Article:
2. Take as much initiative as possible while starting your habit. To break or build a habit, man must use a significant amount of energy in the beginning, much as a rocket must expend a massive amount of energy to escape the earth’s gravitational attraction. When it comes to forming new habits or breaking old ones, we need to do something that shakes up our existing mindset and makes us open to change. So, at the beginning, go all out. Kiss your soul-sucking buddies goodbye, pack your vehicle and relocate, sign a year contract with a gym, toss out all of your smokes (or, in my case, Diet Mountain Dew) in your home; whatever it takes. Simply make a huge thing of it.

3. Set a 60-day target for yourself. That “21-day habit-forming” idea you may have heard is most likely false. The idea was developed by a cosmetic surgeon who later became a self-proclaimed psychologist and published Pyscho-Cybernetics. (The book is a reprint of The Secret from the 1960s.) The assertion is not backed up by any substantial scientific data.

In reality, according to a recent research conducted by genuine experts, it takes an average of 66 days to create a habit. The amount of days depends on the habit you’re attempting to establish. Simple tasks such as taking a glass of water in the morning take less time than more difficult tasks such as regular exercise.

As a result, allow yourself 60 days to establish your new habit. 2 months is a long time to commit to anything, but you’re a guy, so you’re up for it!

4. Be careful not to break the chain! It’s critical that you don’t create any exceptions for yourself after you’ve decided to develop or break a habit. We don’t want to be like Rip Van Winkle, who excuses himself with “It won’t count this time!” after every new transgression. You may justify your “slip” to yourself and others, but a record of it is imprinted into your brain, sending a message to your man spirit that you lack the courage to stand by your values. These failures erode your drive and confidence over time.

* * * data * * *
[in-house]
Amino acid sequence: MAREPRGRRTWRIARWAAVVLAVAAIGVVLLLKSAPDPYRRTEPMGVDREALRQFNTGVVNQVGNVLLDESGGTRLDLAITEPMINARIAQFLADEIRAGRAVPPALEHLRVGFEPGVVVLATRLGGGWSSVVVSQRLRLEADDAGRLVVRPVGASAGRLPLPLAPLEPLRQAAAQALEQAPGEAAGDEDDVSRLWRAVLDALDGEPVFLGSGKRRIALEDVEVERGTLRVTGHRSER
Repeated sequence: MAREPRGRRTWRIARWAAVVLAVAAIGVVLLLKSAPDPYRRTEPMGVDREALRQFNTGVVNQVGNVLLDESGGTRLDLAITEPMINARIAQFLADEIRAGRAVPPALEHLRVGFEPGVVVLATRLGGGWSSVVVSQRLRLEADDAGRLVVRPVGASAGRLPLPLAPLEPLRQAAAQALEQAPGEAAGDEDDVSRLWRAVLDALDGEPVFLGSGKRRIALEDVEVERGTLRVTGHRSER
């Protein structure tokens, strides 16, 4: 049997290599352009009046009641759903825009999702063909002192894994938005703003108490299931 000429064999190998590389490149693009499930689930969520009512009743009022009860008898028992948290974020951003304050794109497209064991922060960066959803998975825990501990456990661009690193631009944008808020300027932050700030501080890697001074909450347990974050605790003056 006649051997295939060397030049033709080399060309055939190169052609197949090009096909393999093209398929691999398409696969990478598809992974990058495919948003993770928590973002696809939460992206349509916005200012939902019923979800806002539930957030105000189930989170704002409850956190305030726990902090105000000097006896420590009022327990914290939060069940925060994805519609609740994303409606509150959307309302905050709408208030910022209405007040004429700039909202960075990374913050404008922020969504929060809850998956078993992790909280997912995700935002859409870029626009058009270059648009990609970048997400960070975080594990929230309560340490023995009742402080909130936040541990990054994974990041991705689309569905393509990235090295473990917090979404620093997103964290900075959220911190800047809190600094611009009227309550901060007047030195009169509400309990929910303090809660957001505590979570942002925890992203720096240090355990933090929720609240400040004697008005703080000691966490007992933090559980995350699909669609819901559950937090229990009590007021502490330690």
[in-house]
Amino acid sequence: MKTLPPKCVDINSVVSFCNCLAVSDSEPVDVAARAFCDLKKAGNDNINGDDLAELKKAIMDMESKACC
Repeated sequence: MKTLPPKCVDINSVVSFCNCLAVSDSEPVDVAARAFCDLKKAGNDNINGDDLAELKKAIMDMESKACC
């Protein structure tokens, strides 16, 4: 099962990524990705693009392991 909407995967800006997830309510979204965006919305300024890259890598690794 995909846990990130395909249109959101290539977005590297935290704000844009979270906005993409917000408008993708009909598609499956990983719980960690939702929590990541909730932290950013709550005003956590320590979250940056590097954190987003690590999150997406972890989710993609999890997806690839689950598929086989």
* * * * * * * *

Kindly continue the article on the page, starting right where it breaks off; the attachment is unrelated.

Skipping one day makes it easy to miss the next, and we quickly find ourselves back where we began, frustrated. Every day is important. Any excuse will compromise your integrity (and consequently your self-worth) and lead to eventual failure.

Creating a “Habit Chain” is one approach to keep oneself motivated in the face of excuses. Jerry Seinfeld set a goal for himself as a young comedian to produce new jokes every day. To get into the habit of writing, Seinfeld devised a simple calendar system that compelled him to do so.


On the wall, Seinfeld would put up a large annual calendar. He would mark a large red X over that day every time he sat down to write.

“You’ll have a chain in a few days.” Just keep going, and the chain will become longer and longer each day. You’ll like seeing that chain, particularly after a few weeks have passed. The only thing left for you to do now is not break the bond.”

I’ve tried this approach a few times and can attest to its effectiveness. There’s something about seeing a calendar chain of Xs that both pushes you to keep going and makes you afraid to break it.

A few websites have appeared on the internet that have built online monitoring systems similar to Seinfeld’s. You may monitor your habit-forming progress online at and Joe’s Goals. The best part is that they’re completely free. Create an account now and begin tracking.

5. Be responsible to yourself. An accountability buddy is even more motivating than a calendar full of Xs. When no one will ever know about our failings, it’s simple to slip off the wagon. Someone who can inquire how you’re doing and demand honesty is an accountability partner. The prospect of having to inform them about your blunder might also serve as a motivator to keep on course. You can ask a friend or mentor to check in on you on a daily or weekly basis, you can make a pledge on your blog (assuming people read it!) and provide regular updates on your progress, you can make a bet with your friends, or you can start a group in the Community to work on the habit with other men. If you’re attempting to give up porn, go to this website to download software that will send a weekly report on all the websites you visit to anyone you choose.